Another large flock of Waxwings has appeared in the Peterborough area and once again I found myself camped by some Rowan trees waiting for these 'trillers' to come and feed so I could take yet more photos. The birds have descended upon an area very close to my house in the village of Werrington, the same area that a flock of up to 140 appeared in the last mass irruption year of 2010/11 and an area quite close to a busy road.
There I was, waiting patiently when a couple of other birders arrived. This couple then noticed a dead bird on the side of the road that I had not seen, which turned out to be a Waxwing. Very sad, to come all this way and be hit by a car. It did, however give us a chance to see the bird 'up close', marvelling at the plumage and of course, the red 'wax' tips of the secondary feathers that give the bird its' name.
Brian Stone arrived and we both looked at the bird, trying to see if we could sex or age it, but we couldn't. On return to his office Brian e-mailed me a link which showed the differences in the sex and age of the Waxwing. Click HERE if you wish to look at this link yourself (this has photos of live Waxwings, so nothing nasty). After perusal of this link I have come to the conclusion that the bird was a juvenile male bird, judging from the lack of yellow on the outer web of the primary feathers and the number of red 'wax' tips being five with the longest being 5.5mm. The birds' markings under the throat had a diffuse edge, but that is surely due to it being a juvenile, although I am not sure.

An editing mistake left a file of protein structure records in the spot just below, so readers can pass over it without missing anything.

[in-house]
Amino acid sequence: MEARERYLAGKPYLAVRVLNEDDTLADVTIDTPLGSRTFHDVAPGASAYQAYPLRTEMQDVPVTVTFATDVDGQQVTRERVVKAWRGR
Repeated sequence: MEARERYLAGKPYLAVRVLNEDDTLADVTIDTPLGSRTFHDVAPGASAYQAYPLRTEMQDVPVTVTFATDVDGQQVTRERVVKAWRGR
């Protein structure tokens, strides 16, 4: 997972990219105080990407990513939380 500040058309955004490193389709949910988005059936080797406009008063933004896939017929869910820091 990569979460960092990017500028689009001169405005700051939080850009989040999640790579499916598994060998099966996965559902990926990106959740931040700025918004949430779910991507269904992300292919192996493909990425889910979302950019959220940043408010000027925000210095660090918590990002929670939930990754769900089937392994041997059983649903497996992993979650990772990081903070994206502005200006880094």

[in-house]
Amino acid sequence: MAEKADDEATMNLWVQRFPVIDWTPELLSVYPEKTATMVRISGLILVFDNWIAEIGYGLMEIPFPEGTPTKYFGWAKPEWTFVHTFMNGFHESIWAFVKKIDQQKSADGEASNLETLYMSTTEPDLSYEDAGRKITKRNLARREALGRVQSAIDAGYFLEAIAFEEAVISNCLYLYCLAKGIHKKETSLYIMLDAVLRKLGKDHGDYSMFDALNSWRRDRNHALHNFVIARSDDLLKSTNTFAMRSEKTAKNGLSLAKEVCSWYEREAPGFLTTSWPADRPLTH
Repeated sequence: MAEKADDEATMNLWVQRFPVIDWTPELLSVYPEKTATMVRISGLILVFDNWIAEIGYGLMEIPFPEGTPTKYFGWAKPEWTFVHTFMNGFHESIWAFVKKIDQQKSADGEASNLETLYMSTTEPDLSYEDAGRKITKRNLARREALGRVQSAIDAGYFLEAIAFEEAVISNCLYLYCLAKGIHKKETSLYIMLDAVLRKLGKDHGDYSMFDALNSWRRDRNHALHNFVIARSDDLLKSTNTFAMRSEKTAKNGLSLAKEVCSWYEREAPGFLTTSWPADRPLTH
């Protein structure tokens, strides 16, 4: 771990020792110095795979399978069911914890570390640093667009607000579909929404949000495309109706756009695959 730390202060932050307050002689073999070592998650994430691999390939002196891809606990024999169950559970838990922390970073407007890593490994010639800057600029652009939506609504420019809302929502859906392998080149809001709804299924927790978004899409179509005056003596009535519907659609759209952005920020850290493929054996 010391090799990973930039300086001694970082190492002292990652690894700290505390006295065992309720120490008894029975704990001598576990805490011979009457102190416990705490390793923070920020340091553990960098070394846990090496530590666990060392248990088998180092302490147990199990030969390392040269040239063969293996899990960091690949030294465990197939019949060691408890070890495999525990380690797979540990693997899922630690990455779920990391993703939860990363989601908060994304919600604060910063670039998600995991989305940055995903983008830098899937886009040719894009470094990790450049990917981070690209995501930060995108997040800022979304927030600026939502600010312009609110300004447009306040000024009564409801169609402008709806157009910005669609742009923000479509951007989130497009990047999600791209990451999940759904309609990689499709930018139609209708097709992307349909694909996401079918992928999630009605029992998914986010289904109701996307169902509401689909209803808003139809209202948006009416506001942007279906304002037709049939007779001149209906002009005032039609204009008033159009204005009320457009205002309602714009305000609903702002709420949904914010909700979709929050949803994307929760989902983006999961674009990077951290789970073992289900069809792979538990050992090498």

Below are some photos of the bird, showing some of the markings that I have explained above. WARNING, these are of a dead bird, although the bird is not deformed or marked in any way, it is dead, so please do not view if you are offended.
|Showing how small the bird is, smaller than a Starling. The ruler is 15 cm or 6 inches long.|
|Showing the diffuse edge of the black 'bib' under the throat.|
|The red 'wax' tips on the secondary feathers with the tips of the outer webs of the primary feathers being yellowish-white and no markings on the inner webs.|
|The head of the bird, showing the slight diffuse nature of the black 'bib'.|